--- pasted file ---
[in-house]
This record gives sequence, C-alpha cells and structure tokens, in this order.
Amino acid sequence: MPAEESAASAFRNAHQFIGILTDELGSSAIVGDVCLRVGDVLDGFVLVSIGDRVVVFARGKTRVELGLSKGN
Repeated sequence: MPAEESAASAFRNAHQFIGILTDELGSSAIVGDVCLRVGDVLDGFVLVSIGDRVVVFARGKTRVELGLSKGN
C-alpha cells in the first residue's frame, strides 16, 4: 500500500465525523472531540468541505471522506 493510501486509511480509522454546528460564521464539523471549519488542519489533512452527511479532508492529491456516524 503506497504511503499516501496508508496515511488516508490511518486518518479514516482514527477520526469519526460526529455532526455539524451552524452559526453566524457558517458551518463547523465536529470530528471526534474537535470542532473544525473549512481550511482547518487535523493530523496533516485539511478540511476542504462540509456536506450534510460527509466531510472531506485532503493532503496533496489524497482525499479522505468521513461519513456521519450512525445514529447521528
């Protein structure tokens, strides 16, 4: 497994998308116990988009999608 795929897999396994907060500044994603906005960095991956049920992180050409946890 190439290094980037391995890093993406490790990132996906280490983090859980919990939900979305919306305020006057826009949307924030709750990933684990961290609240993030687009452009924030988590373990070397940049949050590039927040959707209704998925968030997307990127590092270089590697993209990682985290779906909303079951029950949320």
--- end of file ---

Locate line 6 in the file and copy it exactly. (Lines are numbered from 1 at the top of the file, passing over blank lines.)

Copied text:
């Protein structure tokens, strides 16, 4: 497994998308116990988009999608 795929897999396994907060500044994603906005960095991956049920992180050409946890 190439290094980037391995890093993406490790990132996906280490983090859980919990939900979305919306305020006057826009949307924030709750990933684990961290609240993030687009452009924030988590373990070397940049949050590039927040959707209704998925968030997307990127590092270089590697993209990682985290779906909303079951029950949320």